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In September 2009, Peter B defended his Ph.D in the Department of Germanic Languages and Literatures at New York University. His Ph.D dissertation, “The Forgiveness to Come: Dreams and Aporias”, addresses the difficulties posed by the Holocaust for a thinking of forgiveness inherited from the Abrahamic (i.e. monotheistic) tradition. As a way to approach these difficulties, he explores the often radically divergent positions in the debate
on forgiveness in the literature of Holocaust survivors.
In the course of his education, he has worked under the guidance of some of the major figures of contemporary theory within the European tradition, including Jean-Luc Nancy, Werner Hamacher and Avital Ronell. He has published articles in refereed journals both in French and English on the work of figures such as Maurice Blanchot, Jacques Derrida, Martin Heidegger and Jean-François Lyotard, and has been the recipient of fellowships from the DAAD, the Leo Beack Intitute in New York and the Free University in Berlin. More information about his published and unpublished writings can be found at www.peterbanki.com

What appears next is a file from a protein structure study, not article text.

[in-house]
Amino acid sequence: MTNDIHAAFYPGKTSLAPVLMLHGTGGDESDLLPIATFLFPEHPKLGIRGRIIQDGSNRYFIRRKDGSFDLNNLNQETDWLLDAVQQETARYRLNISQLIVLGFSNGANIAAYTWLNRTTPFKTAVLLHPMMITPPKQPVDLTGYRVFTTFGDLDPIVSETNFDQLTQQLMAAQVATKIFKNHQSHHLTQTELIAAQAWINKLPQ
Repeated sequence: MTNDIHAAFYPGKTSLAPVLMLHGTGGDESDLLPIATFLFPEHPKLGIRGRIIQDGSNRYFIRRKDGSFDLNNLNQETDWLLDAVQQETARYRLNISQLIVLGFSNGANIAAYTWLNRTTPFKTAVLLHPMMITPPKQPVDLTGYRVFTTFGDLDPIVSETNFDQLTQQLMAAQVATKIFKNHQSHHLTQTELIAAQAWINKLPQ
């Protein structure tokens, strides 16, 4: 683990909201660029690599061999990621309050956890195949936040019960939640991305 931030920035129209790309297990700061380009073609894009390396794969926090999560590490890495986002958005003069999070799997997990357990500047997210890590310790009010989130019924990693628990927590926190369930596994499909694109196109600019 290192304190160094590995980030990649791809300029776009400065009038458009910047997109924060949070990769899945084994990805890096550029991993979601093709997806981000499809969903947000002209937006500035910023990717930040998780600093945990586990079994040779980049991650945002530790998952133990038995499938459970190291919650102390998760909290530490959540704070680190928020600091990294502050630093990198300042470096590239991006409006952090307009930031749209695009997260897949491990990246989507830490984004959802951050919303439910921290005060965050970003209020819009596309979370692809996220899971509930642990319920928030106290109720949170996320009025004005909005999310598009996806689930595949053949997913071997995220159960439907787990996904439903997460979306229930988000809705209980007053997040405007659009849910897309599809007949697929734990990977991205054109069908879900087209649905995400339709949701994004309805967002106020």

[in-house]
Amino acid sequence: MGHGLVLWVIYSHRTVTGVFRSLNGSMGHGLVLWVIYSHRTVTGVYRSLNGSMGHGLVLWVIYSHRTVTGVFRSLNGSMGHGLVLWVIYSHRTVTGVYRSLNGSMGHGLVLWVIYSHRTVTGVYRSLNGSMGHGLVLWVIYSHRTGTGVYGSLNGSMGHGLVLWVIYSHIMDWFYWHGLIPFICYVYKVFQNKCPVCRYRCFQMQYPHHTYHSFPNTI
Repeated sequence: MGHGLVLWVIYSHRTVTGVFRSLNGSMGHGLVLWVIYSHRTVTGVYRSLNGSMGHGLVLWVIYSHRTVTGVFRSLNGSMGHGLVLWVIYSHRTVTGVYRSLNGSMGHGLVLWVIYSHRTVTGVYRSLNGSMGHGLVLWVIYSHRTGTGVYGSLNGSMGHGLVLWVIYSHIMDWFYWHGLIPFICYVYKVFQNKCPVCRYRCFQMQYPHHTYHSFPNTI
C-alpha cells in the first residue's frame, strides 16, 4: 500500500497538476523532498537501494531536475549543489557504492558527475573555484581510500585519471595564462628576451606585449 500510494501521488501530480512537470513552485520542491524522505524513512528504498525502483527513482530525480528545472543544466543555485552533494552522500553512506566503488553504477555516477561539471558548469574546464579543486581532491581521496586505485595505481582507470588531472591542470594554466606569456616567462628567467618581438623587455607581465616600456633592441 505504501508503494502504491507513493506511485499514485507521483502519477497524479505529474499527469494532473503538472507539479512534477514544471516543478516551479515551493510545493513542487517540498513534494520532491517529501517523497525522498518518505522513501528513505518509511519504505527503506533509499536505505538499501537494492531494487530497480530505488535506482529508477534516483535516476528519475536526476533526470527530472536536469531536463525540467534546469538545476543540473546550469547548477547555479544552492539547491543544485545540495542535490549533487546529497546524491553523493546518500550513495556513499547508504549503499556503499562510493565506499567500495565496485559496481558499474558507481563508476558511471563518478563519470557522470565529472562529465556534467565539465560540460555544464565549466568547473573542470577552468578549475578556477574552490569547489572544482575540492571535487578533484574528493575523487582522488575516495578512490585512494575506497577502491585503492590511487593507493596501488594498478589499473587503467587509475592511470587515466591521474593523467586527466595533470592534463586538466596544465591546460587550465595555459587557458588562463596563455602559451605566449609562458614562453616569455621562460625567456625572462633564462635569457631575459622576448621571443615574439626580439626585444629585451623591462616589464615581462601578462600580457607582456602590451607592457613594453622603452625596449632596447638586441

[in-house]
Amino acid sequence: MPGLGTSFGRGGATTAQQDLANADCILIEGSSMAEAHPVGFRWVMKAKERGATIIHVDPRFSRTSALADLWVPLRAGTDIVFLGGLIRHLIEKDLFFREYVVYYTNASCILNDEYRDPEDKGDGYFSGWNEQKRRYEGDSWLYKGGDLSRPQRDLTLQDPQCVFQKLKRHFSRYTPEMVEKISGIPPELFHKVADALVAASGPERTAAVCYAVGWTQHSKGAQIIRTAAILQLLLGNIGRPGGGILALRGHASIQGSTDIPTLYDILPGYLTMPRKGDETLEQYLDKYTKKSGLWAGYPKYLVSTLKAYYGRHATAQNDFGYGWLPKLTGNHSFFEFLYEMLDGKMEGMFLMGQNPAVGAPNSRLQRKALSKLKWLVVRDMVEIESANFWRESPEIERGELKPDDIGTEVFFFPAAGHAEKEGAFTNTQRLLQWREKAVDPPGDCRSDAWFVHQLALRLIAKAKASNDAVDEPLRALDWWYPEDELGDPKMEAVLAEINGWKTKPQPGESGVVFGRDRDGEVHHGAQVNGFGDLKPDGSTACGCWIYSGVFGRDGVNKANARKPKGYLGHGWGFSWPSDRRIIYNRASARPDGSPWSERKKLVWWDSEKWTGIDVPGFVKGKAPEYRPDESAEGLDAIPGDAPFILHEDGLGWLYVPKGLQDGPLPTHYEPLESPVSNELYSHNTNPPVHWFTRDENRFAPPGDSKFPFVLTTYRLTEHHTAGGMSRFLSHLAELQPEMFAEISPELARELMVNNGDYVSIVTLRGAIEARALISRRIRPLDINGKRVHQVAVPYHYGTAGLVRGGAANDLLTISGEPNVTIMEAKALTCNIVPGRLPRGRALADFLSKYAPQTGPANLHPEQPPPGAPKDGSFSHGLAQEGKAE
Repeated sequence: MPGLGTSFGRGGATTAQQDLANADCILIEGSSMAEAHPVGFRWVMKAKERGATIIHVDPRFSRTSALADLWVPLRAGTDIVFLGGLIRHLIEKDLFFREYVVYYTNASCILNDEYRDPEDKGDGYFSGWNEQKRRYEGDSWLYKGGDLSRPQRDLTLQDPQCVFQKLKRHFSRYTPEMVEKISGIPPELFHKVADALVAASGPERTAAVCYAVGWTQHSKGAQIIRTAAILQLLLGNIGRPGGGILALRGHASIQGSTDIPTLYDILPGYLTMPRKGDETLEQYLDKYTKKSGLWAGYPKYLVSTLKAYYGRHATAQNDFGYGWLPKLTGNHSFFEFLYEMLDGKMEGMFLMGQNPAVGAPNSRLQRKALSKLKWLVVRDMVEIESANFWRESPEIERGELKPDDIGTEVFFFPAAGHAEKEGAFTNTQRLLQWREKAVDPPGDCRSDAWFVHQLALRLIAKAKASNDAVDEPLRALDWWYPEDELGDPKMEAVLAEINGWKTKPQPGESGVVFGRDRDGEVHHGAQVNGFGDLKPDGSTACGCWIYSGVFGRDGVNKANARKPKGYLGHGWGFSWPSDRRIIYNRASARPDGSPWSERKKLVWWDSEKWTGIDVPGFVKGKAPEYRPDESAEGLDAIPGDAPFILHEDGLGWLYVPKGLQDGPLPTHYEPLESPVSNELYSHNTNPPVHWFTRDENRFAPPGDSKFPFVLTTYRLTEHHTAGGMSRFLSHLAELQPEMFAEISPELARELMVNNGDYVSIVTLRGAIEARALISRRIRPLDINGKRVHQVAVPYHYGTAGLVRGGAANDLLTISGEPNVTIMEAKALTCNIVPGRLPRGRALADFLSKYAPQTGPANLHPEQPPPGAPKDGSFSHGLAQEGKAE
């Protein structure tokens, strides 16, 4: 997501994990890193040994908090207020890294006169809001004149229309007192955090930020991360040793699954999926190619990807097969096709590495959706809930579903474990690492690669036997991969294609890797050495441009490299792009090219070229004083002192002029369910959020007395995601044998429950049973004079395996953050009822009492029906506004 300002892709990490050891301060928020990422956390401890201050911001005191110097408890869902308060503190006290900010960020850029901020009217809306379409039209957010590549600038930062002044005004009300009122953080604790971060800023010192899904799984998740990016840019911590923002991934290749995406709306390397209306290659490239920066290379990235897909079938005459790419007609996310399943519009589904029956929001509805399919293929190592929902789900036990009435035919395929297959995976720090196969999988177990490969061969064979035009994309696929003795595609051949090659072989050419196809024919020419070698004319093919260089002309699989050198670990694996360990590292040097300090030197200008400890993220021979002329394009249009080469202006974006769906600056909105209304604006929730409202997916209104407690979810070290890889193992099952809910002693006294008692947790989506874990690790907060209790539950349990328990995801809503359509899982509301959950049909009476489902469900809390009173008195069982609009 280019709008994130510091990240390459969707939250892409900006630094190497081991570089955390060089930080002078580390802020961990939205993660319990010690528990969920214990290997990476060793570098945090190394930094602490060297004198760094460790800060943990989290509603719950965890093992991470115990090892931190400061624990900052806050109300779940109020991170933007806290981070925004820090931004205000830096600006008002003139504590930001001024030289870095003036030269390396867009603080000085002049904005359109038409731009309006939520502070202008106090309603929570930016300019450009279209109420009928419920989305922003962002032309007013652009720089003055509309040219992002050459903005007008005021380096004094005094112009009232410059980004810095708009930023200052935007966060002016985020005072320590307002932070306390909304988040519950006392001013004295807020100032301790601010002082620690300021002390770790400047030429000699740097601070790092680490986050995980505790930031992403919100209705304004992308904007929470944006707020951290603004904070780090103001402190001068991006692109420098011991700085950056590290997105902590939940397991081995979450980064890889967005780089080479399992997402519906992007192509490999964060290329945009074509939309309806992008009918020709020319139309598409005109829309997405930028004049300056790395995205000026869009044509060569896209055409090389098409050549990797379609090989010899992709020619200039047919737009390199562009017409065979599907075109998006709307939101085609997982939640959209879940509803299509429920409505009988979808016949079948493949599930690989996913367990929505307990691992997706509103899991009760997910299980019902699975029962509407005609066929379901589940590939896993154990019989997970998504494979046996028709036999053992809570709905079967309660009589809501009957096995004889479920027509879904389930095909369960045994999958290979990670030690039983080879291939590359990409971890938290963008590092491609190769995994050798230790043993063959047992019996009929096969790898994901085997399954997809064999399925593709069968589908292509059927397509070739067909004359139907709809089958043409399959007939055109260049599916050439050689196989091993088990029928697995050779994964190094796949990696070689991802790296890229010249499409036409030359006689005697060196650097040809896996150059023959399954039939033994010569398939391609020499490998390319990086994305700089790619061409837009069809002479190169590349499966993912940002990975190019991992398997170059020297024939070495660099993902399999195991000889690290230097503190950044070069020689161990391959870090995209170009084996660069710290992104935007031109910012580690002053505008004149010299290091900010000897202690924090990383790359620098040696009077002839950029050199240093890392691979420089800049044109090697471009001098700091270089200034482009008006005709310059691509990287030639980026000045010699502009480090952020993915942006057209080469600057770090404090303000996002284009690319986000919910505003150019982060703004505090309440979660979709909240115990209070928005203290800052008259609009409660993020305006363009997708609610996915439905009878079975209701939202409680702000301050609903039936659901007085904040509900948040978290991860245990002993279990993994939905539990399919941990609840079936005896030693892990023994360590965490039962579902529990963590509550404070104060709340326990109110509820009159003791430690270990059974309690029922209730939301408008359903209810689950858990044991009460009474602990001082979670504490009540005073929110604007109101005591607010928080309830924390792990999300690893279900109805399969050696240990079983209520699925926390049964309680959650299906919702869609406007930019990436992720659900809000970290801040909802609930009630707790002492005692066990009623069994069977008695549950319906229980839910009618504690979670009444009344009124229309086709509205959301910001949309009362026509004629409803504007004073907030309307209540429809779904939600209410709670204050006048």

Peter has also invented several workshops and other events at Schwelle7 in Berlin. These include Fear Rituals (2006), The Reading Group (2007), Cultural Trauma (2007-2008), Queer Weekend: Romantic Life Performance (2008), Plush Animal Fetish (2008), The Poetry of Listening (2010). With the assistance of Felix Ruckert, he turned Ph.D research into a performance, entitled To Forgive the Unforgivable: A ‘Philosopher’ Who Wants To Dance (2009). To Forgive the Unforgivable has been performed several times at Schwelle7 and also in Sydney at the Medium Rare Art Gallery in Redfern.
Prior to working with Felix Ruckert, he worked in New York with Daniel Lepkoff, one of the founders of contact improvisation. He began dancing in Sydney in 1997 with Annetta Luce, who taught him to feel his feet. Since 1999 he has sustained a regular practice of Iyengar Yoga. He is currently learning Brazilian guitar in Sydney with Mestre Jerônimo, with whom he has played Capoeira for many years.